C. (C.) baeri (Bogatov, Starobogatov & Prozorova, 2005)

Colletopterum (Piscinaliana) Bourguignat, 1881

67.

C. (P.) anatinum

68.

C. (P.) piscinale (Nilsson, 1823)

69.

C. (P.) ponderosum (Pfeiffer, 1825)

70.

C. (P.) rostratum (Rossmässler, 1836)

71.

C. (P.) depressum (Bourguignat, 1881)

72.

C. (P.) sorensianum (Dybowski, 1913)

73.

C. (P.) nilssonii (Küster, 1842)

19.

A. cyrea Drouët, 1881. CENTRAL: Aral Sea and southern Caspian Sea drainages.

74.

C. (P.) cyreum (Drouët, 1881)

75.

C. (P.) bactrianum (Rolle, 1897)

76.

C. (P.) kokandicum Starobogatov & Izzatullaev, 1984

20.

A. vescoiana Bourguignat, 1856. SOUTHWESTERN: Endemic to the Tigris-Euphrates Basin.

Euphrata Pallary, 1933

77.

E. vescoiana*

21.

A. pseudodopsis Locard, 1883. SOUTHWESTERN: Endemic to Lake Antioch, Syria.

Gabillotia Servain, 1890

78.

G. pseudodopsis *

22.

A. woodiana woodiana (Lea, 1834). EASTERN: widespread, from Indochina and China north to Korea, Japan, Primorye and the Amur Basin in eastern Russia.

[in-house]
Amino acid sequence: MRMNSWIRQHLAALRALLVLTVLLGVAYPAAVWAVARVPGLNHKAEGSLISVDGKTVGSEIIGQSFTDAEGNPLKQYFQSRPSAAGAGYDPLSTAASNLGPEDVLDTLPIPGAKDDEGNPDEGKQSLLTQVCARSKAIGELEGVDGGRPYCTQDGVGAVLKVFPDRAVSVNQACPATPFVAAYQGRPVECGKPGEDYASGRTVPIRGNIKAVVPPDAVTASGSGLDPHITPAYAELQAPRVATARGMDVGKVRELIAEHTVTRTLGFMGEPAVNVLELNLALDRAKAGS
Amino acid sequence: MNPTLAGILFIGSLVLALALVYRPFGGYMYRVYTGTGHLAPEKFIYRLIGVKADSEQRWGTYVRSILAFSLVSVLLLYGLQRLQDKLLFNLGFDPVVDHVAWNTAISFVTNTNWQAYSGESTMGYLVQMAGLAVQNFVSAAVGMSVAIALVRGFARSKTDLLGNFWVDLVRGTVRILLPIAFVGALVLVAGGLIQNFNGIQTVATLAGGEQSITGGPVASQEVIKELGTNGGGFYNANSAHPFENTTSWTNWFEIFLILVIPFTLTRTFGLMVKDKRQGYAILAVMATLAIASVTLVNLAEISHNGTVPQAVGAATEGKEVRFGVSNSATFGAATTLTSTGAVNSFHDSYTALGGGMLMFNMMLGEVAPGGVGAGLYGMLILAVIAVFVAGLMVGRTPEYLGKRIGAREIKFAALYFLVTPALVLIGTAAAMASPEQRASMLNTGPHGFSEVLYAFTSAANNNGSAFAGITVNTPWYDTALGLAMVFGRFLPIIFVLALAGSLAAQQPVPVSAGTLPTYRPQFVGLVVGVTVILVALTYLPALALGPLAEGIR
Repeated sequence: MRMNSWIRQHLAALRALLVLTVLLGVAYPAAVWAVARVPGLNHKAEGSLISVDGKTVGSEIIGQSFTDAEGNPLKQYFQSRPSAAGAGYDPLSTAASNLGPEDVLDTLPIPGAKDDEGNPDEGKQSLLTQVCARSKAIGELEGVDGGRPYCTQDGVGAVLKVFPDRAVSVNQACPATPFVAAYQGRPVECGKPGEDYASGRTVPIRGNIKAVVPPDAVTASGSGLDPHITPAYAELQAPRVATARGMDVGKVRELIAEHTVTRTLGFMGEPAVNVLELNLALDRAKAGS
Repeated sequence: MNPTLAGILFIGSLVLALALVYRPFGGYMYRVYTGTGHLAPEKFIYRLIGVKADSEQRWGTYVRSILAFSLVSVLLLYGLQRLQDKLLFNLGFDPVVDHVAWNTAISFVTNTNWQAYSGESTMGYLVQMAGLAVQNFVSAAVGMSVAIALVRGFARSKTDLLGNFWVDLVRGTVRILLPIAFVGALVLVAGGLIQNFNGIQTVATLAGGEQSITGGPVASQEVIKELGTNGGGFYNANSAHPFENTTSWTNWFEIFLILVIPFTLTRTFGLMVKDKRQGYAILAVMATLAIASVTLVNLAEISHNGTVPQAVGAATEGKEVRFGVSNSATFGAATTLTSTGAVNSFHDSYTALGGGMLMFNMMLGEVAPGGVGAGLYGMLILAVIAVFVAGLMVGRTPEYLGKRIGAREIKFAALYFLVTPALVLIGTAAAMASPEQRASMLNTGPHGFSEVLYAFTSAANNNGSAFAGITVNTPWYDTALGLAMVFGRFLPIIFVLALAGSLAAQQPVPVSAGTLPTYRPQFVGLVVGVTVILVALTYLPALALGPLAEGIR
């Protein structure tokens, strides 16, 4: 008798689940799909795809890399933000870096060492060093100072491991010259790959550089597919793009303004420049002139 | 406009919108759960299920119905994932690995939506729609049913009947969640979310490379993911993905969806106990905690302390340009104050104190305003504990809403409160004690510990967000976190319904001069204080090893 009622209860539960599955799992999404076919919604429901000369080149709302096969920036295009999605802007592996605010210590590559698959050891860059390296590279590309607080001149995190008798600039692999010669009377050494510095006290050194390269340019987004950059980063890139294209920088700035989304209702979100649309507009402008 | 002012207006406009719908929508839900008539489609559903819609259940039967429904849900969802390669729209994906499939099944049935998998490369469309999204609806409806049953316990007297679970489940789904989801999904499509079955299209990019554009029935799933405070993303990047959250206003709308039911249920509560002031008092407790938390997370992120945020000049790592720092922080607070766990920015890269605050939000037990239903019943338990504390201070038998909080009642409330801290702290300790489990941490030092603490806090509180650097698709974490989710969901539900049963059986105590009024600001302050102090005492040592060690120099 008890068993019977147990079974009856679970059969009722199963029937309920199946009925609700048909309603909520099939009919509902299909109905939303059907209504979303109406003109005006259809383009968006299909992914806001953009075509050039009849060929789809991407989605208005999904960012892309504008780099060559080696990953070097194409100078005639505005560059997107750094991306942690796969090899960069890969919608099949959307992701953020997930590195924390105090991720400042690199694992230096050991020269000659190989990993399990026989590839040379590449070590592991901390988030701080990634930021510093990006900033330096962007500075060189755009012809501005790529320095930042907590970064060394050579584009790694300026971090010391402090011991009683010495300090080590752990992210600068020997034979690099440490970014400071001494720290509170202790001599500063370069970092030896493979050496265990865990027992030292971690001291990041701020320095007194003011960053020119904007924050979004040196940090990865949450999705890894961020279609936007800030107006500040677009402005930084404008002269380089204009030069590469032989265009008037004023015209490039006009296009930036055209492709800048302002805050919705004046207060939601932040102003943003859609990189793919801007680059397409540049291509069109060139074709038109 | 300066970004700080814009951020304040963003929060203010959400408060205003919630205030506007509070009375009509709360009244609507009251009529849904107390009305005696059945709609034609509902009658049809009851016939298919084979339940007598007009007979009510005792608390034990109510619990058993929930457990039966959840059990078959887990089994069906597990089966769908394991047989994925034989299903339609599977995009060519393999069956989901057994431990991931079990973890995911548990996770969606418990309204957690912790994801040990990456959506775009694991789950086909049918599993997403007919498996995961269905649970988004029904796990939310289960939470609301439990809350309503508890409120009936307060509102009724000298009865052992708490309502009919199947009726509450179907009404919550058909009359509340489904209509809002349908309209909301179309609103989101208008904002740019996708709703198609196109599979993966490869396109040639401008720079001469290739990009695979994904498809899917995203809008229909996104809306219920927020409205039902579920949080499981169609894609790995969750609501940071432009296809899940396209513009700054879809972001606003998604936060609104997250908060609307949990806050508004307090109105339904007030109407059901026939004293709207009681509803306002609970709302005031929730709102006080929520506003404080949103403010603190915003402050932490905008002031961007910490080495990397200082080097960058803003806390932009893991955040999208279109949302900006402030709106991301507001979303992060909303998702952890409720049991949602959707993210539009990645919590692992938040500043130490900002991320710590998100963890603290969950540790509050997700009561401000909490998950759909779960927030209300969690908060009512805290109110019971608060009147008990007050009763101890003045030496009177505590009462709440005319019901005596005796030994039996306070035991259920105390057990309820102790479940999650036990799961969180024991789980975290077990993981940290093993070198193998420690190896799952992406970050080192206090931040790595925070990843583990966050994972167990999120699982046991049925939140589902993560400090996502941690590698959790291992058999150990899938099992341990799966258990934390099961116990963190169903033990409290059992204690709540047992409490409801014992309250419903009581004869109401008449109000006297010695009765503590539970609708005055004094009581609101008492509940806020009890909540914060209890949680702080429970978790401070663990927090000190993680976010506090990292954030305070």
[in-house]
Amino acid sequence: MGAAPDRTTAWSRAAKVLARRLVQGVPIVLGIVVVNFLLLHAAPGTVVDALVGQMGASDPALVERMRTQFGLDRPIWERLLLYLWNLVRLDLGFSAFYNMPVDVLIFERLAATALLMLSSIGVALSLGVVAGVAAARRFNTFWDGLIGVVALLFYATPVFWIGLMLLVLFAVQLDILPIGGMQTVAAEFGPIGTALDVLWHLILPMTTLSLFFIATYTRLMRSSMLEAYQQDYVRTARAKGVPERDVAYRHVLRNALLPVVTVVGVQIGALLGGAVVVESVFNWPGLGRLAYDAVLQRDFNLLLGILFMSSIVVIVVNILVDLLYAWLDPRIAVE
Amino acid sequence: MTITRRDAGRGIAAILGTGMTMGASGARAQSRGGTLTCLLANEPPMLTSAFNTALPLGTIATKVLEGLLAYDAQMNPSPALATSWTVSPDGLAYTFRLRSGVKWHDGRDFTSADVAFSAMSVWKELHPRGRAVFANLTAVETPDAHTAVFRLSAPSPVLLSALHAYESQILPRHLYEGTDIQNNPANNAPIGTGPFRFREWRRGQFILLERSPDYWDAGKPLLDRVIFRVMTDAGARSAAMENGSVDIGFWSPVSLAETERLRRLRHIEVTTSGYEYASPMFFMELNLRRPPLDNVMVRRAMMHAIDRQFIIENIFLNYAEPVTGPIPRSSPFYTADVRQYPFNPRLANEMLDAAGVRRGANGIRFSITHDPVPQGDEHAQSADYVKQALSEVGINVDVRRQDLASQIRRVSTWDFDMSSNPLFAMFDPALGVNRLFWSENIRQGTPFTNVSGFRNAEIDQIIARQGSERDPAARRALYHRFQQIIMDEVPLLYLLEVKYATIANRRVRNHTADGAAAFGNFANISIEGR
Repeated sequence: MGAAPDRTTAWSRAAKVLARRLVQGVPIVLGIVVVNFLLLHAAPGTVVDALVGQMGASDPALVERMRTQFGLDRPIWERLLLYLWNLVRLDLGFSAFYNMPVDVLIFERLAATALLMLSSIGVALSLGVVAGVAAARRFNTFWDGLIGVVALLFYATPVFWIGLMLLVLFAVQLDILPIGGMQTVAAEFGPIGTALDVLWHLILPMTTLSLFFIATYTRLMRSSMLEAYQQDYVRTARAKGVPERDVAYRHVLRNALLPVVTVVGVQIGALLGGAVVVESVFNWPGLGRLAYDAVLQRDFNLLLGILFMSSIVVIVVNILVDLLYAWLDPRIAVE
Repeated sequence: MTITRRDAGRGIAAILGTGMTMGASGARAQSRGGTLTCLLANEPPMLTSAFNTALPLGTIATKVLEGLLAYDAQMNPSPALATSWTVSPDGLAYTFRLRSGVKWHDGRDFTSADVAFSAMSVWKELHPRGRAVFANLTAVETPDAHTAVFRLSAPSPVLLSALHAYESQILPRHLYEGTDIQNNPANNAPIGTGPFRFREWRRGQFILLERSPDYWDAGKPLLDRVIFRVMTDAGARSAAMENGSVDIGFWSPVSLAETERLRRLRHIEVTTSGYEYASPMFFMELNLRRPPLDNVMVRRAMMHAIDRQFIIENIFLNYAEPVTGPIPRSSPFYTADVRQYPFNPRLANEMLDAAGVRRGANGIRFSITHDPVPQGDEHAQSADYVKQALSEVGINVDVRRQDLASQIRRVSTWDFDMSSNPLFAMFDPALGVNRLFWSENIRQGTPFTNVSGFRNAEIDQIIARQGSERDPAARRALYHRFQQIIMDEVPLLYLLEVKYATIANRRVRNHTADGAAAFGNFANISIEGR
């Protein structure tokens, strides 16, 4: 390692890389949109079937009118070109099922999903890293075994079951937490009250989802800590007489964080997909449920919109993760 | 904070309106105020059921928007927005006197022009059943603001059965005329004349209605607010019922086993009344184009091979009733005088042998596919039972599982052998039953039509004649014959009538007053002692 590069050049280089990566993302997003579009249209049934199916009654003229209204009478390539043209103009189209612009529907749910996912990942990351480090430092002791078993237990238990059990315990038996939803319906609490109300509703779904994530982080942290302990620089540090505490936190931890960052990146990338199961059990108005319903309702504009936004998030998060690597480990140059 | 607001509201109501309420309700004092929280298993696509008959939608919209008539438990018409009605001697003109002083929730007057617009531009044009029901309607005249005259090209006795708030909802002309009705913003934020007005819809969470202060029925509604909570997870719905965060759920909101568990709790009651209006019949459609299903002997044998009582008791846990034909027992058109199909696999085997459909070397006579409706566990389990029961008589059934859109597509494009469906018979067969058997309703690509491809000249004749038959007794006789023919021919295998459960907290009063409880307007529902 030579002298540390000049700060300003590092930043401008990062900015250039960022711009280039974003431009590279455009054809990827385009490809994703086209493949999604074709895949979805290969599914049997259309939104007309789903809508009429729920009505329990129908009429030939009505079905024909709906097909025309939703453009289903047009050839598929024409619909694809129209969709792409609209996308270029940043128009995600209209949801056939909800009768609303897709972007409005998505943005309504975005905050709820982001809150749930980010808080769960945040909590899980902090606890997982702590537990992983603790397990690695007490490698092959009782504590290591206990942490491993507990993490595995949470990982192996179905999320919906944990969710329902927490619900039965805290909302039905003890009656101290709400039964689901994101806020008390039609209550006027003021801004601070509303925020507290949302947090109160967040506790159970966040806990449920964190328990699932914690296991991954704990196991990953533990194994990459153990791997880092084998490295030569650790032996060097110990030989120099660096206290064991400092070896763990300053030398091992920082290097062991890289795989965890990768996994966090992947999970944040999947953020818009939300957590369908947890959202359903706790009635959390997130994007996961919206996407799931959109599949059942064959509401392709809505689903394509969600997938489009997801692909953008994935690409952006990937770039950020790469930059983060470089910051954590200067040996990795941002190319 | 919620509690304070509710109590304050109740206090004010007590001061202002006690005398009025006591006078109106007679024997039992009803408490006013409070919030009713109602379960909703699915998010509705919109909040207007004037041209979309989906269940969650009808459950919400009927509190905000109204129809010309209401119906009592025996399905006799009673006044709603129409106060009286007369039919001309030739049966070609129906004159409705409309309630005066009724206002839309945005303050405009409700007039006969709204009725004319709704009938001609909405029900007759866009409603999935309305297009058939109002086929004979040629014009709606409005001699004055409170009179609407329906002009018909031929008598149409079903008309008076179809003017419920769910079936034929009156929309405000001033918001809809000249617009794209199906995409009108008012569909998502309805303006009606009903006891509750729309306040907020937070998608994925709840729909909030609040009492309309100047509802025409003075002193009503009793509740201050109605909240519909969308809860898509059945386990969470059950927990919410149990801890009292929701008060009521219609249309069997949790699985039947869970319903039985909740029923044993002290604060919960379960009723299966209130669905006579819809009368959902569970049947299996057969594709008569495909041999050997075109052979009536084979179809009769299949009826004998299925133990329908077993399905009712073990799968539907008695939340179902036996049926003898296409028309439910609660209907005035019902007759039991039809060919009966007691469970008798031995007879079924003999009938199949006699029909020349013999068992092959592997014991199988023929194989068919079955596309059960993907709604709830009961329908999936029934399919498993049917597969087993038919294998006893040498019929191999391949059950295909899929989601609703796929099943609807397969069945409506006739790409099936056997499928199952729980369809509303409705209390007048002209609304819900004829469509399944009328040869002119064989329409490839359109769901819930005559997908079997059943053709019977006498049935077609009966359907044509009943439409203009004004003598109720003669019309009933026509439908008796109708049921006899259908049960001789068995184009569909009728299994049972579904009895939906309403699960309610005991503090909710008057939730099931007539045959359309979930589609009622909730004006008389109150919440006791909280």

Sinanodonta (s.s.) Modell, 1945

S. (S.) woodiana [SE Asia]

79.

S. (S.) fukudai Modell, 1947

80.

S. (S.) amurensis Moskvicheva, 1973

81.

S. (S.) schrencki Moskvicheva, 1973

82.

S. (S.) likharevi Moskvicheva, 1973

83.

S. (S.) crassitesta Moskvicheva, 1973

84.

S. (S.) primorjensisBogatov & Zatravkin, 1988

S. (S.) puerorum (Heude, 1880) [introduced]

S. (S.) orbicularis (Heude, 1880) [introduced]

S. (S.) gibba (Benson, 1855) [introduced]

Sinanodonta (Ellipsanodon) Bogatov & Starobogatov, 1996

85.

S. (E.) manchuricaBogatov & Starobogatov, 1996

A. woodiana japonica (von Martens in Clessin, 1874). EASTERN: Japan, Primorye, Sakhalin Island and the southern Kurils.

Kunashiria Starobogatov in Zatravkin, 1983

86.

K. japonica

87.

K. haconensis (von Ihering, 1893)

88.

K. iwakawai (Suzuki, 1939)

89.

K. iturupica Bogatov, Sayenko & Starobogatov, 1999

90.

K. sinanodontoides Bogatov, Sayenko & Starobog., 1999

91.

K. taranetzi (Zhadin, 1938)

92.

K. coptzevi (Zatravkin & Bogatov, 1987)

93.

K. zimini (Zatravkin & Bogatov, 1987)

94.

K. compressa (Bogatov & Starobogatov, 1996)

95.

K. zarjaensis (Bogatov & Zatravkin, 1988)

23.

A. ogurae (Kuroda & Habe, 1987). EASTERN: Japan.

Oguranodonta Kuroda & Habe, 1987

96.

O. ogurae

24.

A. beringiana Middendorff, 1851. EASTERN: widespread Beringian distribution, from Primorye, the Lower Amur and Sakhalin Island through the Kurils, Kamchatka and the Aleutians to Pacific North America.